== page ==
Fish & Wildlife Service in Florida: Portrait of a Failed Agency
Obama Pick Piecemeals Florida Panther and Other Endangered Species to Extinction
Washington, DC — Sam Hamilton, the man tapped to run the U.S. Fish & Wildlife Service, presided over rampant destruction of open space vital to Florida’s fragile and fraying web of wildlife, according to documents posted today by Public Employees for Environmental Responsibility (PEER). In order to justify his agency’s approvals of waves of development, Hamilton enabled FWS managers to skew science, terrorize scientists and drive out whistleblowers.
A compelling summary of Hamilton’s record over the past dozen years as FWS Southeast Regional Director was compiled by the Council of Civic Associations, Inc. (CCA), a not-for-profit network of more than 70 civic groups in South Florida. CCA delivered its report to top Interior officials on May 26, 2009, less than two weeks before the White House announcement on choosing Hamilton.
The CCA report touches on many subjects and species but its summary of FWS actions compounding the major threat to the acutely endangered Florida panther – habitat loss – is especially revealing:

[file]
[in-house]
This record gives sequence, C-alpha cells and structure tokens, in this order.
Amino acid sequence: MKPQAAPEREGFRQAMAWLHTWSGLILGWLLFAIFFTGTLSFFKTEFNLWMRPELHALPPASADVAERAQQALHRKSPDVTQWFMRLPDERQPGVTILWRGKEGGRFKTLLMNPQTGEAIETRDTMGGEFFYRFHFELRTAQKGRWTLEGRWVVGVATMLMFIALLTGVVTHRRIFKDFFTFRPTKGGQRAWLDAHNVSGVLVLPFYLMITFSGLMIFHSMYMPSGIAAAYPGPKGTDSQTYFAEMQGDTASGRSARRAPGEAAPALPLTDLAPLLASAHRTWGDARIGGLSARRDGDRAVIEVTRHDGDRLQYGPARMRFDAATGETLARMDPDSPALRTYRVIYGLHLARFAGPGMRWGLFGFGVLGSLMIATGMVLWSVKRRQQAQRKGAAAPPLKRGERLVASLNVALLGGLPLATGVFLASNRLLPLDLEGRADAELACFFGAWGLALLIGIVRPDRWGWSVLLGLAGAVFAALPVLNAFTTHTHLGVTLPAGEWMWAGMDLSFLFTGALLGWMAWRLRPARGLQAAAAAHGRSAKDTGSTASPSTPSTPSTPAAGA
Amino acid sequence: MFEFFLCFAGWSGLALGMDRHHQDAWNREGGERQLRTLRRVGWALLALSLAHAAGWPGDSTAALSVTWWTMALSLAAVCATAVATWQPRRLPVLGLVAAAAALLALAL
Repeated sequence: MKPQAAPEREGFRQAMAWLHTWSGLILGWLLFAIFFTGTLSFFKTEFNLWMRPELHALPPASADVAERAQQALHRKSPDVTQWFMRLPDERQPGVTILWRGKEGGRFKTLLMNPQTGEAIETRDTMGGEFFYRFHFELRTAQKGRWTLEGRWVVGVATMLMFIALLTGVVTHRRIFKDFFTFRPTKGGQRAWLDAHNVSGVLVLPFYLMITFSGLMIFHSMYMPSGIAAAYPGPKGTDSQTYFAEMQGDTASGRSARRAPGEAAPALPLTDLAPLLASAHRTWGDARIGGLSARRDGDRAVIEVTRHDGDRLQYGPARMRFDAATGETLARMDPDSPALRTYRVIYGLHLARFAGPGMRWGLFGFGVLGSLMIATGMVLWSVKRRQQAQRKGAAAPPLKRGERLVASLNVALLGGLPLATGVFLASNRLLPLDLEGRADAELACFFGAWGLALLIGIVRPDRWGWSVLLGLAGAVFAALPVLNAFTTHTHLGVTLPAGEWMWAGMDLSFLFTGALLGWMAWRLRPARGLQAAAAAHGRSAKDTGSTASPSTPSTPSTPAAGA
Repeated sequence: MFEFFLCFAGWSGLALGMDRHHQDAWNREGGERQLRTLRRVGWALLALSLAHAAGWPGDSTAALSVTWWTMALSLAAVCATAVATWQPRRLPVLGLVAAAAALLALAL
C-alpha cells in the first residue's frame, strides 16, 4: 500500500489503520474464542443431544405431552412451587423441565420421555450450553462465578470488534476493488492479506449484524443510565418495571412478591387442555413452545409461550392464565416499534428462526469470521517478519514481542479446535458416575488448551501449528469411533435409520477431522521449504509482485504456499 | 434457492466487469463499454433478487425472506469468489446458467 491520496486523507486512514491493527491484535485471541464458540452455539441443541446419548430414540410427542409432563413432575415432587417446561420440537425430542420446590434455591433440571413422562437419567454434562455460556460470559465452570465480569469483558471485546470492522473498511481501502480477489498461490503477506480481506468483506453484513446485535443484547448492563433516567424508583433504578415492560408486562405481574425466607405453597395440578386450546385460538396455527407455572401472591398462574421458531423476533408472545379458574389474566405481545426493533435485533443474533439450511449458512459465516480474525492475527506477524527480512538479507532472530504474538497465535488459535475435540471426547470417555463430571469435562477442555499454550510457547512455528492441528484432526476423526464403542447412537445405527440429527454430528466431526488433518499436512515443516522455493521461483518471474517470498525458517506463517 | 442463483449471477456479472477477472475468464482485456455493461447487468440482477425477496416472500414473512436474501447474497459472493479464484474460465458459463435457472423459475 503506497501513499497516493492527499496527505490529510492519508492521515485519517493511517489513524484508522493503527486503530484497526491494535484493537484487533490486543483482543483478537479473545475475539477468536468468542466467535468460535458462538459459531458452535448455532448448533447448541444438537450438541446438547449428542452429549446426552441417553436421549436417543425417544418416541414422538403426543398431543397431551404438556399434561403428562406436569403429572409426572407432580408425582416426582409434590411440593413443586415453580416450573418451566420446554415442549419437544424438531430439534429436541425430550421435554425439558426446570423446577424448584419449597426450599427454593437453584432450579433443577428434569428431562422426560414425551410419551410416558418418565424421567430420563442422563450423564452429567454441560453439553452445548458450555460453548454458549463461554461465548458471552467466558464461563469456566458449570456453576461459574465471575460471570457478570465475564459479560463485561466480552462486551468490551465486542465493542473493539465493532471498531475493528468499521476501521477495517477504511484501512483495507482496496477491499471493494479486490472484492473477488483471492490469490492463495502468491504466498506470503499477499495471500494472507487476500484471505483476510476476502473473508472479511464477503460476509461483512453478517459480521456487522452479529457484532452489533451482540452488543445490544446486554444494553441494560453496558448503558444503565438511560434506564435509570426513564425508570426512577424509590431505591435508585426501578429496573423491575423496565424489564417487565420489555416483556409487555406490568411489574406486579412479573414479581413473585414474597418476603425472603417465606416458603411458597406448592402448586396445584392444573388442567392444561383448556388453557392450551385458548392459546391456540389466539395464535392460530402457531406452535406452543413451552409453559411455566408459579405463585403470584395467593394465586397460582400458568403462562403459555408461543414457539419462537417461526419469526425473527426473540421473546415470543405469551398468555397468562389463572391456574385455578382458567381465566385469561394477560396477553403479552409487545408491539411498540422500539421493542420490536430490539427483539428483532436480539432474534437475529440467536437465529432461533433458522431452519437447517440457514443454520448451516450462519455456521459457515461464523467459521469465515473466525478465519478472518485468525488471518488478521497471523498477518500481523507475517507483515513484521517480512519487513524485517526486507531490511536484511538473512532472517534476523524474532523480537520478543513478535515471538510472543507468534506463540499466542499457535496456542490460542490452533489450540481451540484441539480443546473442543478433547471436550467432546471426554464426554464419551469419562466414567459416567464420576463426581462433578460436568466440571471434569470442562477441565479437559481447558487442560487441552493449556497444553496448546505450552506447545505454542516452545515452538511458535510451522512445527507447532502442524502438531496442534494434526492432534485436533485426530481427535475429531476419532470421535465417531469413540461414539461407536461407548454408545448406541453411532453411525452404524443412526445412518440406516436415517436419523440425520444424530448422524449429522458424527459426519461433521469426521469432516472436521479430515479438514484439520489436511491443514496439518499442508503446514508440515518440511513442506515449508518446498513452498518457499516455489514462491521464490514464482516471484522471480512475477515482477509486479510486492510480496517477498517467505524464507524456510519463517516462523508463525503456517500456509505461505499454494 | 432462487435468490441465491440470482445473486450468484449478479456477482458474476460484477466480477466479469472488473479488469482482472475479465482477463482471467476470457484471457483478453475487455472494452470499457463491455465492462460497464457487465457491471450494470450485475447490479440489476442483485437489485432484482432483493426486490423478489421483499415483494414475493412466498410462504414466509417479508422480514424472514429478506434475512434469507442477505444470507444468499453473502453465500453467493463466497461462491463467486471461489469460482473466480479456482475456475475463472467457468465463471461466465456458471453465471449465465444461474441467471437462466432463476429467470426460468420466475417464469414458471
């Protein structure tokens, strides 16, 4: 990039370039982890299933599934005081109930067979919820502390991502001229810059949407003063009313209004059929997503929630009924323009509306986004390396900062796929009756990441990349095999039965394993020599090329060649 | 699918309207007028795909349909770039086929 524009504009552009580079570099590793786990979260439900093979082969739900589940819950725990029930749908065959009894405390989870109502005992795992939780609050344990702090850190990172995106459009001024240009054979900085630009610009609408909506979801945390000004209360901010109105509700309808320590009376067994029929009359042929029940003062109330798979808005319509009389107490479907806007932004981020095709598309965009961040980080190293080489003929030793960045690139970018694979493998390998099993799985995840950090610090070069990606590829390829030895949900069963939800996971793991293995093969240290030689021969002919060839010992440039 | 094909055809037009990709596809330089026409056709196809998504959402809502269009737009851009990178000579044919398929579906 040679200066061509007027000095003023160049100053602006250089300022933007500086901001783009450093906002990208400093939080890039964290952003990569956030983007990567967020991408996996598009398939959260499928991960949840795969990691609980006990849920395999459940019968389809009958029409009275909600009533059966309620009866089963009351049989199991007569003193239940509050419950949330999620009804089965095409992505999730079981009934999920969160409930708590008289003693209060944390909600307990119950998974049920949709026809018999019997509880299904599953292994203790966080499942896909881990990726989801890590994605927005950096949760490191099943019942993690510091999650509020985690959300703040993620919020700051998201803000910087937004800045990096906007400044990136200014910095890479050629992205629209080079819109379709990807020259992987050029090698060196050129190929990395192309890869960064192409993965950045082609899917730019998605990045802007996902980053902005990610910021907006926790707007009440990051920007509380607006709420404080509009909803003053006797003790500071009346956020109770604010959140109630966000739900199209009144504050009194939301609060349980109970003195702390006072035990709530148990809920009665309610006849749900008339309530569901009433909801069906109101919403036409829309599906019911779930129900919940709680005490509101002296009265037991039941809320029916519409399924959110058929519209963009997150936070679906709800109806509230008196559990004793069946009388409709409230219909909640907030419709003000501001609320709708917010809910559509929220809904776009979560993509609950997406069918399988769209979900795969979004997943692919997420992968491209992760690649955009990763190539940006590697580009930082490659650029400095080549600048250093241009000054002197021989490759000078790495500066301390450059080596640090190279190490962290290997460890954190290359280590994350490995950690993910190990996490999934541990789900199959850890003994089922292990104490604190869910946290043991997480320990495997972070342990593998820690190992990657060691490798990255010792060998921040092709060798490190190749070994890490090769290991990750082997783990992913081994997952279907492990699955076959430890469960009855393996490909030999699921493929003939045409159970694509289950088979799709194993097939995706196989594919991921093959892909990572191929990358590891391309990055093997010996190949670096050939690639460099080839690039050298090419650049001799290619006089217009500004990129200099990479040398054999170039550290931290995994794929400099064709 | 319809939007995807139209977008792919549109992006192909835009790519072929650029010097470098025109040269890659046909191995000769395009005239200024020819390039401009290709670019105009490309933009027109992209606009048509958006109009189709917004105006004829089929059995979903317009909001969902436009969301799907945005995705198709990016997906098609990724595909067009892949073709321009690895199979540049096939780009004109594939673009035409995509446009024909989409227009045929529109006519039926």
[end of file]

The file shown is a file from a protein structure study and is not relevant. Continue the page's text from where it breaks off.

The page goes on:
- Despite the loss of more than 3 million acres of panther habitat to development during the past 15 years, FWS has yet to designate a single acre of critical habitat to protect the panther from further intrusions;
- In December, 2007, at the request of developers, FWS shrank the panther consultation area by nearly 900,000 acres, an area roughly the size of Rhode Island, meaning that the agency would not even need to review new construction in this large zone. Then in 2008, FWS concluded that there was not enough habitat remaining to allow the panther to recover in Florida; and
- FWS is now encouraging a new developer-financed “Panther Protection” plan to develop another 45,000 acres of panther habitat in Collier County alone.
One result of this sprawl is that scores of panther are being run over by vehicle traffic on roads penetrating deeper into panther country. In 2009, partial numbers show five of the six panthers were killed by cars.
“In Florida the Fish & Wildlife Service has abetted a developer orgy at the expense of the wildlife it was supposed to shield,” stated PEER Executive Director Jeff Ruch. “Under Hamilton, the Service’s motto is ‘Even More’.”
PEER surveys of FWS scientists in Hamilton’s region reflect high levels of distrust and uncertainty about whether honest reporting of biological findings will be tolerated. In addition, PEER represented a key FWS panther biologist who in 2005 successfully showed that the agency had engaged systematic scientific fraud to justify its approvals of mega-construction projects as having no negative impact on the panther.
“Florida has become a horror show for wildlife biologists,” Ruch added. “After the very difficult Bush years, we had hoped for a director to turn this embattled agency around rather than leave it on autopilot.”